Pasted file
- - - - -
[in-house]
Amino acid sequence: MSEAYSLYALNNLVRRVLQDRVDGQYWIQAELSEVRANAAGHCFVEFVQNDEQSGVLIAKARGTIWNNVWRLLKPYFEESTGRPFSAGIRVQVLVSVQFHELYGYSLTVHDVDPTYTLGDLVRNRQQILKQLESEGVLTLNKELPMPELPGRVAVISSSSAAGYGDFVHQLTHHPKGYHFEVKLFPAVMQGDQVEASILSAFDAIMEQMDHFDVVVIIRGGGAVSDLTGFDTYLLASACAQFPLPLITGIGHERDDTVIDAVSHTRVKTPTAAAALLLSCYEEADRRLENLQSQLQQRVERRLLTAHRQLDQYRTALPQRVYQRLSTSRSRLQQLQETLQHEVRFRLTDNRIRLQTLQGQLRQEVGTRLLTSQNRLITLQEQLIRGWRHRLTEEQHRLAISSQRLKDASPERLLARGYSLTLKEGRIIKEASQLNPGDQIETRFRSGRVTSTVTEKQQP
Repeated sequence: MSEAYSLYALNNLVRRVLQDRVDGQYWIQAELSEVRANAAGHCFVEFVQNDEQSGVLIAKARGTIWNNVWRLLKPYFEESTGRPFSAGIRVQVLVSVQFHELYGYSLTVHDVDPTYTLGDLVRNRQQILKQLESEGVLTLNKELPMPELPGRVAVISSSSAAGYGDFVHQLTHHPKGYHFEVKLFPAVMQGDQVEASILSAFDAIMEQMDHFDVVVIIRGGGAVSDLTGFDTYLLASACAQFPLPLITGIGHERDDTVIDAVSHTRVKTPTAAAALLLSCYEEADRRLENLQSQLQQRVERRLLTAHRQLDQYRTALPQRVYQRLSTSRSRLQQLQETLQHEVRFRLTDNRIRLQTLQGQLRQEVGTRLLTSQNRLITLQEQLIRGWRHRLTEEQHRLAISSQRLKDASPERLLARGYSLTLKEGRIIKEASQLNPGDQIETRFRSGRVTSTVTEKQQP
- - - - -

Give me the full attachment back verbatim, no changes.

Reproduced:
[in-house]
Amino acid sequence: MSEAYSLYALNNLVRRVLQDRVDGQYWIQAELSEVRANAAGHCFVEFVQNDEQSGVLIAKARGTIWNNVWRLLKPYFEESTGRPFSAGIRVQVLVSVQFHELYGYSLTVHDVDPTYTLGDLVRNRQQILKQLESEGVLTLNKELPMPELPGRVAVISSSSAAGYGDFVHQLTHHPKGYHFEVKLFPAVMQGDQVEASILSAFDAIMEQMDHFDVVVIIRGGGAVSDLTGFDTYLLASACAQFPLPLITGIGHERDDTVIDAVSHTRVKTPTAAAALLLSCYEEADRRLENLQSQLQQRVERRLLTAHRQLDQYRTALPQRVYQRLSTSRSRLQQLQETLQHEVRFRLTDNRIRLQTLQGQLRQEVGTRLLTSQNRLITLQEQLIRGWRHRLTEEQHRLAISSQRLKDASPERLLARGYSLTLKEGRIIKEASQLNPGDQIETRFRSGRVTSTVTEKQQP
Repeated sequence: MSEAYSLYALNNLVRRVLQDRVDGQYWIQAELSEVRANAAGHCFVEFVQNDEQSGVLIAKARGTIWNNVWRLLKPYFEESTGRPFSAGIRVQVLVSVQFHELYGYSLTVHDVDPTYTLGDLVRNRQQILKQLESEGVLTLNKELPMPELPGRVAVISSSSAAGYGDFVHQLTHHPKGYHFEVKLFPAVMQGDQVEASILSAFDAIMEQMDHFDVVVIIRGGGAVSDLTGFDTYLLASACAQFPLPLITGIGHERDDTVIDAVSHTRVKTPTAAAALLLSCYEEADRRLENLQSQLQQRVERRLLTAHRQLDQYRTALPQRVYQRLSTSRSRLQQLQETLQHEVRFRLTDNRIRLQTLQGQLRQEVGTRLLTSQNRLITLQEQLIRGWRHRLTEEQHRLAISSQRLKDASPERLLARGYSLTLKEGRIIKEASQLNPGDQIETRFRSGRVTSTVTEKQQP